Exercise 17: More Files
Now let's do a few more things with files. We'll write a Ruby script to copy one file to another. It'll be very short but will give you ideas about other things you can do with files.
The important thing to learn from this script is the function File.exist?(to_file) on line 8. This can be broken down as, "File! I want you to use your exist? function to tell me if to_file exists on the disk." Yet another way to say this is, "Get the exist? function from File and call it with the variable to_file." You'll learn more about this later, but for now you should study how you can call functions inside File to do things with files.
What You Should See
Just like your other scripts, run this one with two arguments: the file to copy from and the file to copy it to. I'm going to use a simple test file named test.txt:
It should work with any file. Try a bunch more and see what happens. Just be careful you do not blast an important file.
Did you see the trick I did with echo to make a file, and cat to show the file? You can learn how to do that in Appendix A.
- This script is really annoying. There's no need to ask you before doing the copy, and it prints too much out to the screen. Try to make the script more friendly to use by removing features.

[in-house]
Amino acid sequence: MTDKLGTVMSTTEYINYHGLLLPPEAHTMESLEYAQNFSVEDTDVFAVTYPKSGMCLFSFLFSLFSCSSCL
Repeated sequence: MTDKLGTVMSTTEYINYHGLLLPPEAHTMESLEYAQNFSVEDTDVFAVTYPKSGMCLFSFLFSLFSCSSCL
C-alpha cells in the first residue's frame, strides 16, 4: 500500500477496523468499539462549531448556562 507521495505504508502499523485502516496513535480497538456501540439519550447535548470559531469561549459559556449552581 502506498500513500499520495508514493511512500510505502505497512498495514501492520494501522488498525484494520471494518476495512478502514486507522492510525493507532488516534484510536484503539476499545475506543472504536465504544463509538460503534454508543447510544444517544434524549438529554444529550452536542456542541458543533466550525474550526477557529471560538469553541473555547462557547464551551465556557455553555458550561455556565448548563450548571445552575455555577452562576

- See how short you can make the script. I could make this one line long.
- Notice at the end of the What You Should See I used something called cat? It's an old command that "con*cat*enates" files together, but mostly it's just an easy way to print a file to the screen. Type man cat to read about it.
- Find out why you had to write out_file.close in the code.
Common Student Questions
- Why is the 'w' in quotes?
- That's a string. You've been using strings for a while now. Make sure you know what a string is.
- No way you can make this one line!
- That ; depends ; on ; how ; you ; define ; one ; line ; of ; code.
- Is it normal to feel like this exercise was really hard?
- Yes, it is totally normal. Programming may not "click" for you until maybe even Exercise 36, or it might not until you finish the book and then make something with Ruby. Everyone is different, so just keep going and keep reviewing exercises that you had trouble with until it clicks. Be patient.